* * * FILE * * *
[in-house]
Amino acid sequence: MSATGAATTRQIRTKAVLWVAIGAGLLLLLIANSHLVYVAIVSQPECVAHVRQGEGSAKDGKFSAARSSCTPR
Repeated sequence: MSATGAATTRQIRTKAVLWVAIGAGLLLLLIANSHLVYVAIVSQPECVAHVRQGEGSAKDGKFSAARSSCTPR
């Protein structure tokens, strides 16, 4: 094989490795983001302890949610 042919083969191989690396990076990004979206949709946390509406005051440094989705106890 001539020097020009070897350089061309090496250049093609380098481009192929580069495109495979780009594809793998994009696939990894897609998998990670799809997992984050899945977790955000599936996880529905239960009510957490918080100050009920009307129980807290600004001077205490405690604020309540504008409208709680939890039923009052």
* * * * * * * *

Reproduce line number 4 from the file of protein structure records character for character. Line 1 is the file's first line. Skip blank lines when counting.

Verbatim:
């Protein structure tokens, strides 16, 4: 094989490795983001302890949610 042919083969191989690396990076990004979206949709946390509406005051440094989705106890 001539020097020009070897350089061309090496250049093609380098481009192929580069495109495979780009594809793998994009696939990894897609998998990670799809997992984050899945977790955000599936996880529905239960009510957490918080100050009920009307129980807290600004001077205490405690604020309540504008409208709680939890039923009052």